Supporting girls to stay in school by raising awareness on Menstrual Hygiene Management, and providing education on Menstrual Hygiene Management to both boys and girls and donating sanitary pads to girls.
Project status: Completed (2014-2018)
34 Secondary Schools
The issue we’re addressing
In Tanzania, girls face several challenges that hamper their engagement with school. It is estimated that only half of the female students enrolled in government secondary schools are able to complete their education. The reasons for this high level of dropouts are mainly related to poverty, long distances from home to school, early marriages, early pregnancies and school absenteeism due to menstruation. Indeed, the lack of access to menstrual hygiene products and the lack of knowledge about puberty and menstruation are very common problems. According to the results of a baseline survey that we conducted in 2 schools in Dar es Salaam:
28% of girls miss school due to menstruation,
Only 7% of girls reported being able to talk about the topic to any trusted adult,
14% of girls argued that their families could not afford to buy sanitary pads.
Additionally, schools' sanitation facilities are not adequate and thus do not support girls education, especially during menses
To face these challenges, we have created an integrated approach, structured in three key actions: Jali Training, Jali Pads and Jali Clubs. Designed and implemented by Tai Tanzania, the project relied on international and local volunteers, corporate partners, NGO partners, activists and other key stakeholders.
Youth Clubs to promote
leadership among students and ensure the sustainability of the program.
Facilitating Menstrual Hygiene Management through the donation of sanitary pads to girls and production of reusable sanitary pads.
Sexual and Reproductive Health education to boys and girls in underprivileged secondary schools.
Jali was launched as an event-based project aiming to teach girls in rural secondary schools about menstruation and to distribute hygiene boxes with sanitary pads, soap, and underwear.
More than 480 students were reached directly through the teaching program and much more through our events, such as Africa4Her, National Menstrual Awareness Day and Climb Kilimanjaro for Girls.
For 2018, our goal was to expand our activities to other regions in Tanzania, especially to rural areas where the challenges faced by girls are more severe. We expanded to Ifunda.
By the end of 2015, through our experience in the schools and through a research revision the revision of research, we realized that boys should also be involved in the training because they also need to be a part of the solution.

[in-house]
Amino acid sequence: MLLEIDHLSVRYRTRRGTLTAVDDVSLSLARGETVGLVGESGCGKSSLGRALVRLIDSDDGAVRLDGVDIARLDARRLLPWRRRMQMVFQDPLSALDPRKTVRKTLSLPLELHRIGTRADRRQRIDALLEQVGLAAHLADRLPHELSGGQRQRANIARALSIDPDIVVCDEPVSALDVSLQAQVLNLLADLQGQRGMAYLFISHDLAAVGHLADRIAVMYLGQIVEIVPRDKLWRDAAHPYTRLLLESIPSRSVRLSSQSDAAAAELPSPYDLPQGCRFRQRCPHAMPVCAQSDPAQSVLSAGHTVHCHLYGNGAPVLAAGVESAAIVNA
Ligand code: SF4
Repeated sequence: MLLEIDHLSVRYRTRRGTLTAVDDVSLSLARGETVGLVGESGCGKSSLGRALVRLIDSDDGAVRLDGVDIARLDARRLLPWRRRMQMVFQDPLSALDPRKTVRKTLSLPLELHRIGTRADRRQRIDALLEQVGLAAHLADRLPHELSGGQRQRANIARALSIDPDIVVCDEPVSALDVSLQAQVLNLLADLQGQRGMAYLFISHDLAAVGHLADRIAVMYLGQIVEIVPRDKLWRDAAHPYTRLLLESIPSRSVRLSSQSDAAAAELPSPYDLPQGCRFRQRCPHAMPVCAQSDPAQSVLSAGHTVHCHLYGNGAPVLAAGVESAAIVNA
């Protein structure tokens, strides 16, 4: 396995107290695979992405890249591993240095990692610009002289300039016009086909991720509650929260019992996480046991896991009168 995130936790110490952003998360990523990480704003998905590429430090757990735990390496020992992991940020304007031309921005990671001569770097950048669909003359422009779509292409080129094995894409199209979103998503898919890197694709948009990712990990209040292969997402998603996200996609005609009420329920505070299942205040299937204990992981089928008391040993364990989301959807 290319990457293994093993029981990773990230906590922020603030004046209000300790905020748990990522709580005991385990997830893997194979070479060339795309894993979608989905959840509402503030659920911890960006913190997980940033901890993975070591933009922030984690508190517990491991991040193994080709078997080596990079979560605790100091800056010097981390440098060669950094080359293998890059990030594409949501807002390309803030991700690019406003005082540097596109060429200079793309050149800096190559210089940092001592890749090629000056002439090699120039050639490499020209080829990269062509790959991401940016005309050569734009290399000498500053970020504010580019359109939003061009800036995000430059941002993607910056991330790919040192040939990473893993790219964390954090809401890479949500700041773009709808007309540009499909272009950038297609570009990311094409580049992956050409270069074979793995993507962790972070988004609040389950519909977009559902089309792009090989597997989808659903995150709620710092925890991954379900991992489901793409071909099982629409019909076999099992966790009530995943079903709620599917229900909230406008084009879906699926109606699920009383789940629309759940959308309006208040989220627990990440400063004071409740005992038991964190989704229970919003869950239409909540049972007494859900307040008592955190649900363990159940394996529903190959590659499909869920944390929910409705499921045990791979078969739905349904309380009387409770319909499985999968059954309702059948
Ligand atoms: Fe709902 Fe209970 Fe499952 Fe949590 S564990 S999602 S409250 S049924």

The project increased its scope from 3 to 10 schools, in regions from Dar es Salaam, to Morogoro and Ifunda, with a pilot in Dodoma. We were able to collect and deliver more than 10,000 sanitary pads to underprivileged girls.
Sexual and Reproductive health
The Jali Training consisted of a 10-session educational module about sexual and reproductive health and gender equality. It was that is delivered to government secondary schools students, by teams of international and local volunteers. Our target beneficiaries were are boys and girls in Form 1, which means 13-15 years old.
The curriculum includes the following topics:
Health and Hygiene
Growth and Puberty
Pregnancy and Births
Sexually transmitted diseases (STDs)
The training endeds with a closing event, where an invited speaker can shared their experience with the students. From what we have observed, getting to know courageous and brave women from different fields of activity has can have a positive influence on students, by providing them role models from whom they can get inspired. In this closing events, all the girls also receive sanitary pads.
Ensuring knowledge sustainability
After the training module, we created a Jali Youth Club in every school where we work.
These clubs aim to:
contribute to the sustainability of the project, as the students continue working on the topics covered by our module
create a context where the youth can be decision-makers the protagonists of the needed solutions
promote self-awareness skills among the students, namely leadership, teamwork, problem-solving and creativity.
Jali Youth Clubs are composed of interested students and are leaded by champions, who were chosen by their fellow colleagues, based on the ideas they presented to improve the schools in terms of health, hygiene and youth participation. These clubs are still in their pilot phase but soon we will have a comprehensive framework of its operating mode.
Allowing material sustainability
We aim to empower adolescent girls to reach their full potential, thus, we provide girls with sanitary pads
For the past 4 years, different methodologies have been used to collect disposable sanitary pads. , Over 12,000 pads were distributed to more than 10 government secondary schools. This was done through individual and corporate donations, crowdfunding and online campaigns.
Our key challenge has been the sustainability of sanitary pads. We wish to provide students in an affordable, sustainable and environmentally friendly way.
We had a vision of building a Jali reusable pads production center which was to be the sustainable solution of the problem. Girls were to be trained on how to produce reusable sanitary pads, so they can produce and engage in mass production. In such ways, they will be able to acquire an income and gain independence, as well as professional skills.
Through the project and the collaboration with our partners, we were able to produce and distribute 130 reusable sanitary pads to students during the piloting phase; This gave us a positive response and showed the need to produce pads for secondary students.